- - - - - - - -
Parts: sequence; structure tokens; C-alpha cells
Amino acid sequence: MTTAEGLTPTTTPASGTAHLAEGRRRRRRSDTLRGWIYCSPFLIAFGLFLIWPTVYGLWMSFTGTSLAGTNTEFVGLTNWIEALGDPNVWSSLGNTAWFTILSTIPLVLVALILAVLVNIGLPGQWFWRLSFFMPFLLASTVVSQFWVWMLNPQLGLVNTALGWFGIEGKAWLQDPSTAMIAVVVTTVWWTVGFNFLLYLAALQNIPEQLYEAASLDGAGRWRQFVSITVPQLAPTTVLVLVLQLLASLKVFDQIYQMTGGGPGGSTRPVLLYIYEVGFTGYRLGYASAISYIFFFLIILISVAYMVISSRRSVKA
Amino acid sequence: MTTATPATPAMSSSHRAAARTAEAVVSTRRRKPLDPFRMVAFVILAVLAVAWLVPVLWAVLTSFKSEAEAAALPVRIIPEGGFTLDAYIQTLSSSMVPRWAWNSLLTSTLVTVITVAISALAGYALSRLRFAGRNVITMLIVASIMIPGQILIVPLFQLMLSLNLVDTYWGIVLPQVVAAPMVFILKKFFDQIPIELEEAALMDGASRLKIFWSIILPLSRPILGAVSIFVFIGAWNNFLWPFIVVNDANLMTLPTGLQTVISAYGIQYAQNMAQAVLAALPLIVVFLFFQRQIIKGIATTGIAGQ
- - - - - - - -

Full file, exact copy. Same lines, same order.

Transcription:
Parts: sequence; structure tokens; C-alpha cells
Amino acid sequence: MTTAEGLTPTTTPASGTAHLAEGRRRRRRSDTLRGWIYCSPFLIAFGLFLIWPTVYGLWMSFTGTSLAGTNTEFVGLTNWIEALGDPNVWSSLGNTAWFTILSTIPLVLVALILAVLVNIGLPGQWFWRLSFFMPFLLASTVVSQFWVWMLNPQLGLVNTALGWFGIEGKAWLQDPSTAMIAVVVTTVWWTVGFNFLLYLAALQNIPEQLYEAASLDGAGRWRQFVSITVPQLAPTTVLVLVLQLLASLKVFDQIYQMTGGGPGGSTRPVLLYIYEVGFTGYRLGYASAISYIFFFLIILISVAYMVISSRRSVKA
Amino acid sequence: MTTATPATPAMSSSHRAAARTAEAVVSTRRRKPLDPFRMVAFVILAVLAVAWLVPVLWAVLTSFKSEAEAAALPVRIIPEGGFTLDAYIQTLSSSMVPRWAWNSLLTSTLVTVITVAISALAGYALSRLRFAGRNVITMLIVASIMIPGQILIVPLFQLMLSLNLVDTYWGIVLPQVVAAPMVFILKKFFDQIPIELEEAALMDGASRLKIFWSIILPLSRPILGAVSIFVFIGAWNNFLWPFIVVNDANLMTLPTGLQTVISAYGIQYAQNMAQAVLAALPLIVVFLFFQRQIIKGIATTGIAGQ